No one in his or her right mind can deny that parenting is a very stressful undertaking. It seems like there's always something to worry about: your child's health, having enough money for not only day-to-day needs, but also for buying all of the "things" they "need" to stay up with the rest of the high-tech world, their success in school and other extracurricular activities, their future... And all of that is a stressor before you actually have to get out of bed in the morning and juggle getting ready and getting out the door, so everyone is where they need to be on time. (Of course, you're simultaneously dealing with your own work pressures and relationship issues). So it's no surprise that we are more high-tech and fear-driven than we are connected to our heart and souls. This disconnection not only feels bad, it impacts our parenting and increases stress in our children.
How does a parent know their child is experiencing stress? It isn't rocket science, but we could do with a refreshed understanding of child developmental needs, and what happens when children are stressed or have experienced some type of traumatic event. This will better equip us to calm their stress and decrease any detrimental or disrespectful behaviors we tend believe they do on purpose — just to get on our last nerve and cause a problem.
My idea for an upgrade has come through working with children and families in the trenches over the last thirty years using methods that works well for many kids. As the years progressed I found the old, traditionally used fear-based techniques more and more ineffective. Techniques such as:
- Star charts
- "Spare the rod, spoil the child"
- Withdrawal of affection or attention
- Going to bed with no supper
- Banished to their room
- Washing their mouth out with soap, hot sauce, or something else
- Standing with their nose in the wall for hours
What I have seen is that children who experience these and other kinds of punishment endure it during their childhood (as they have no choice) but by the time they are teenagers (when they actually need more adult guidance than ever), they have little to no respect or trust for adults.
Happily, I have also found that even when a parent has used punishing techniques it is never too late to upgrade their parenting skills to a more love-based perspective. Now, before I lose you I'm not talking about letting them do whatever they want; I don't see that as loving. And as a matter of fact, the children who are indulged tend to grow up feeling entitled to anything and everything without earning it. This is not a love-based parent, either.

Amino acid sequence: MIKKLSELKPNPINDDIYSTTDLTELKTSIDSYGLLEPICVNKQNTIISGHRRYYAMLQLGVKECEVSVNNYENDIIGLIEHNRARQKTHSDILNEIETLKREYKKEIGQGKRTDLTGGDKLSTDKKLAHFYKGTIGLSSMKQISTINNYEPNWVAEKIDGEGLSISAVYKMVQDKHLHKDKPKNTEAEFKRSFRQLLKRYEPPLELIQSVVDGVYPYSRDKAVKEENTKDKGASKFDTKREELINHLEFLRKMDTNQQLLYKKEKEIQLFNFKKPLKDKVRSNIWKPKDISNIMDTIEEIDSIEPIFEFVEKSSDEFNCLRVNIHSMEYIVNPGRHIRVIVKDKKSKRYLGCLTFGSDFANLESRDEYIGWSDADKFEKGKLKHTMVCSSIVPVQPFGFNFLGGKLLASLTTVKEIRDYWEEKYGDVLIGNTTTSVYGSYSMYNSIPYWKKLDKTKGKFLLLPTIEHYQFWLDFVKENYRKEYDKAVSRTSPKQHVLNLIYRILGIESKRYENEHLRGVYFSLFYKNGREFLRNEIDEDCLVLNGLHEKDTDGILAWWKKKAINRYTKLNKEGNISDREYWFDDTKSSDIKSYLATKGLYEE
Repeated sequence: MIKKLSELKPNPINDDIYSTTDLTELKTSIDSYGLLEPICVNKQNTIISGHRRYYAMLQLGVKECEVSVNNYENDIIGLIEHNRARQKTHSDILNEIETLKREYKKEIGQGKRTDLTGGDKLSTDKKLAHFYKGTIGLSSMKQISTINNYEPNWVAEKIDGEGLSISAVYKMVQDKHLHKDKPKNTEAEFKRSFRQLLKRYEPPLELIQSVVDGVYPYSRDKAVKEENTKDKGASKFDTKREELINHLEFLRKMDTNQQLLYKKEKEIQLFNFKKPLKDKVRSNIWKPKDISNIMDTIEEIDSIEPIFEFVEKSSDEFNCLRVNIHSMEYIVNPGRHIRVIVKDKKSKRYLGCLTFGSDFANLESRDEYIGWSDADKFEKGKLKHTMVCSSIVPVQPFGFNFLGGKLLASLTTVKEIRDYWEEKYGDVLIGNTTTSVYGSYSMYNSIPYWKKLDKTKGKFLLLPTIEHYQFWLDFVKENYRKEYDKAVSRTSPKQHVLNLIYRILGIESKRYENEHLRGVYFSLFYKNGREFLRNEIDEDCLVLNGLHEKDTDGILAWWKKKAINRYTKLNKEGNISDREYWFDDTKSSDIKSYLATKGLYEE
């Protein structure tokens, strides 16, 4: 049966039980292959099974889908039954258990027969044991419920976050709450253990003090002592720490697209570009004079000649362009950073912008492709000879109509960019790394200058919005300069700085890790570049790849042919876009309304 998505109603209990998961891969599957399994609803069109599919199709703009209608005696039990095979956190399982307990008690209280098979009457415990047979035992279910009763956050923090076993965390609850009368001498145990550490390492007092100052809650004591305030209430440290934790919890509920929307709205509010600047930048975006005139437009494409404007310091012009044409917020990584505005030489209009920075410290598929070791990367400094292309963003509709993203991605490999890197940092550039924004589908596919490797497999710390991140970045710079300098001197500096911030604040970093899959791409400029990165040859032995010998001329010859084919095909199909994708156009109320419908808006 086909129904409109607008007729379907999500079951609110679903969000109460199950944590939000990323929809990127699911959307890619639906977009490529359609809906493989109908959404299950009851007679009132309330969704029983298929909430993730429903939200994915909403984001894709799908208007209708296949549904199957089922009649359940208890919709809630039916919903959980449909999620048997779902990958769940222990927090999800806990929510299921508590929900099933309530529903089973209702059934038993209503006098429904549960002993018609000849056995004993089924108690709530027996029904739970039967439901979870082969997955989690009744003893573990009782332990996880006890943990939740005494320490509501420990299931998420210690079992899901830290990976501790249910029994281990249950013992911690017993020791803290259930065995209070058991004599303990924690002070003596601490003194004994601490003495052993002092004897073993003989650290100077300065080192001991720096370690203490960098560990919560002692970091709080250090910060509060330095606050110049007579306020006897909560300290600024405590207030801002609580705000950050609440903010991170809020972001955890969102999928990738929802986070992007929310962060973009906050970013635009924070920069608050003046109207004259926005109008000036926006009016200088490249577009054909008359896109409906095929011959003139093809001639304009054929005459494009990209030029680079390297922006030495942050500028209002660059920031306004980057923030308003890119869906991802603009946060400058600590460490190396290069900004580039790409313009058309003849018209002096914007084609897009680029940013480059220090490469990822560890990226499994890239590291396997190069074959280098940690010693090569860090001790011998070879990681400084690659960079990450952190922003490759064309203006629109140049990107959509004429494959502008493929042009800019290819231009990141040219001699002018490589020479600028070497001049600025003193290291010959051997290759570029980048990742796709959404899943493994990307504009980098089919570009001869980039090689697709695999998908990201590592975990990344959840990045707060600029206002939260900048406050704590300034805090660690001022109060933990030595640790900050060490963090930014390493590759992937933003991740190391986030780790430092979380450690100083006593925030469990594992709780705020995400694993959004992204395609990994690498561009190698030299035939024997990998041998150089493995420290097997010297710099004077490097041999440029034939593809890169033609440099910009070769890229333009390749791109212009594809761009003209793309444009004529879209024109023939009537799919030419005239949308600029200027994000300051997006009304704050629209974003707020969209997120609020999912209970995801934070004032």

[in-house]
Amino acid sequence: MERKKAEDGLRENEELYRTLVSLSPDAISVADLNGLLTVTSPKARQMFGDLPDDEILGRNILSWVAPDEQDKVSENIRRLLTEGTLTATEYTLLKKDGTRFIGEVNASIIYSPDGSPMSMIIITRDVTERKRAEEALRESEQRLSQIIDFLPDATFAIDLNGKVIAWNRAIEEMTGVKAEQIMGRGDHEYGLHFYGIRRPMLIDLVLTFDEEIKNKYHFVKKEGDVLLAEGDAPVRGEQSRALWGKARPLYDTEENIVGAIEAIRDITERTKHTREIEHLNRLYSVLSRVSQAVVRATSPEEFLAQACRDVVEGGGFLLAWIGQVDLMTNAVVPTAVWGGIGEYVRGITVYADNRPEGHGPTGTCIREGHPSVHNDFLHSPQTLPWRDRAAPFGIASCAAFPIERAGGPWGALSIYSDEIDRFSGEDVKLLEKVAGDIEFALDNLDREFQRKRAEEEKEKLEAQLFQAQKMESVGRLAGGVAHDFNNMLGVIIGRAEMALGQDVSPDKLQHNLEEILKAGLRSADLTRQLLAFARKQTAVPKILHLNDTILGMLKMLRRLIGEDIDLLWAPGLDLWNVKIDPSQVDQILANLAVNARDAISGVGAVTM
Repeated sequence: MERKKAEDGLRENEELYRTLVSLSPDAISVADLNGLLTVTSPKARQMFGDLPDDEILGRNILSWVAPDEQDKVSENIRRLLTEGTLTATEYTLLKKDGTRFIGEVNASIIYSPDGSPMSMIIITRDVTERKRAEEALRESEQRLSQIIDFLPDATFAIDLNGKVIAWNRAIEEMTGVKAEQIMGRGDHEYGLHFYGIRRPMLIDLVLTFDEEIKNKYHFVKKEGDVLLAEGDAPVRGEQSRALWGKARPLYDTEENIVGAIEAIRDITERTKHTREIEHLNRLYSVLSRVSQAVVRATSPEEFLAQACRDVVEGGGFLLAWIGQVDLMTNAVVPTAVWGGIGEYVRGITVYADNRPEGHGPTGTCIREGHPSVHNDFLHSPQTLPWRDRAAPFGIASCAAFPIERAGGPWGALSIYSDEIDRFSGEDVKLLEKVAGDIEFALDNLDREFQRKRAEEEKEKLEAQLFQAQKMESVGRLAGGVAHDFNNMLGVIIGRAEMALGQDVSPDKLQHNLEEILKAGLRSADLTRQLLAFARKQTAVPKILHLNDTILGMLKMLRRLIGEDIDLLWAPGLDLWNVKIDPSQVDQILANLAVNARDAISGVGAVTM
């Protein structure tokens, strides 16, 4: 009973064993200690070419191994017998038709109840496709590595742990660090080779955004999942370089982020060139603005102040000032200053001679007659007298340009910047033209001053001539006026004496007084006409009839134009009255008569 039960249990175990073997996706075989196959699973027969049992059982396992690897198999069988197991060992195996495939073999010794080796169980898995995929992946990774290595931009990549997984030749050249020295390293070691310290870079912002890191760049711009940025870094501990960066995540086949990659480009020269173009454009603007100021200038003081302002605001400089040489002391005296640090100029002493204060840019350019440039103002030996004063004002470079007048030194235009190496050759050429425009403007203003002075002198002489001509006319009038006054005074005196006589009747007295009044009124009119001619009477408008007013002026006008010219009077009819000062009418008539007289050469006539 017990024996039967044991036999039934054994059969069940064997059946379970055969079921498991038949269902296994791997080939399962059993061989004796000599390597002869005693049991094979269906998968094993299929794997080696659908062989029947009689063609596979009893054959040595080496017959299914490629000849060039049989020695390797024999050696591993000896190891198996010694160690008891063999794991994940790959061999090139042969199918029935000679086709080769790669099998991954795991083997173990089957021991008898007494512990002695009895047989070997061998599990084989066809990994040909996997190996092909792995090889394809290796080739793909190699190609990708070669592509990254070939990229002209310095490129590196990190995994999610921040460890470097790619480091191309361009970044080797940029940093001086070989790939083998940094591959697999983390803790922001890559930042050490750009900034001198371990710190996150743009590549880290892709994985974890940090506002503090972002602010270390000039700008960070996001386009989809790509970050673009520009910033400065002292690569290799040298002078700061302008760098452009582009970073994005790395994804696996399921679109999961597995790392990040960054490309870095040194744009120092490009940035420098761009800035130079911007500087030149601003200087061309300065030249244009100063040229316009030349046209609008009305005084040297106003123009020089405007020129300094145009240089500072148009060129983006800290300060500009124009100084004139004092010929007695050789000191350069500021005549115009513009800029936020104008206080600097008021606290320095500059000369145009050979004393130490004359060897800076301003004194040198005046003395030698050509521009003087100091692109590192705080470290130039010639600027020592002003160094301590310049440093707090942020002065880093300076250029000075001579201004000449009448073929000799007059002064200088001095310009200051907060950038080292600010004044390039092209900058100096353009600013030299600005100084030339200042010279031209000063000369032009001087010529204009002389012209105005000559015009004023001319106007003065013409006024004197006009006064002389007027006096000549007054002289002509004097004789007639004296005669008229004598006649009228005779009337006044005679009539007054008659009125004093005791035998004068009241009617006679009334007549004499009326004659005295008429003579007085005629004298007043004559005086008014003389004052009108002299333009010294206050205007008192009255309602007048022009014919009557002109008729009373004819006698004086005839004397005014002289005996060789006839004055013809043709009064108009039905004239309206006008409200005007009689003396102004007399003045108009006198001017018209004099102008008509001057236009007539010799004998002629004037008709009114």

So what is love-based parenting? The first upgrade to love-based parenting is for the parent to s-l-o-w themselves down and take stock of their life style. We live in a world that is going too fast for us as adults, and we forget that our children are also along with us on this ride. If we are stressed out, then how can our children not be? When a person is in a state of stress, she is not a calming influence on anyone — especially her children.
The last 30 to 50 years of research on the brain and child development show how, without even meaning to, a parent can stress out his child. Now, everyone agrees that our children are important — and we need to do whatever we can to help them. However, even as we say this, we are running on empty and in a place of denial, which leaves us with nothing in our emotional reserves to give our children. Many of us group up in an emotional desert without enough to sustain ourselves, let alone others.
Without our heart and soul guiding the rational and logical part of our brains, we are emotionally empty and our children feel this. Children need to feel they are truly supported by their parents and other caregivers. Feeling nurtured and cared for gives them a sense of safety and security. Without that security, they stay in an ongoing state of stress, manifesting in psychosomatic problems like stomachaches, headaches, difficult concentrating and focusing at school and home, plus a weaker immune system so they get more colds, viruses and allergy issues.
The next step for you as you take stock, is to make sure that you are doing parental self-care so that in the evenings you can be more than the "Get-things-done drill sergeant". Children need connection time with their parents, a time of feeling your love — not you just thinking your love and touching and hugging them. I give parents homework: They have to make sure they give each other at least three 20-second hugs a day. It has been found that a twenty-second hug triggers the calming and bonding neuro-hormone of Oxytocin. Children need this, too.
When children feel supported by their parents, their stress will calm and they will be able to open their hearts and minds to the guidance they desperately need. Don't be ashamed if you feel room for improvement: Most of us need some guidance to upgrade our parenting skills. Parent coaching, which can be done over the phone, is a cost-effective and efficient way to get the upgraded information and support to create a more calm you. Why is it important you pursue a parenting upgrade? By parenting the love-based way you will:
- Stop feeling guilt for self-care.
- Make a heart-connection with your child
- Learn realistic developmental needs of your child.
- Learn to set healthy boundaries with your child
- Guide your child to make choices
- Guide them through the emotions of living with natural consequences of their behavior.
- Create an emotionally safe and secure home.
By doing this you will be modeling a healthy, positive way for your children to parent their own children someday — and that is the greatest gift you can pass on.
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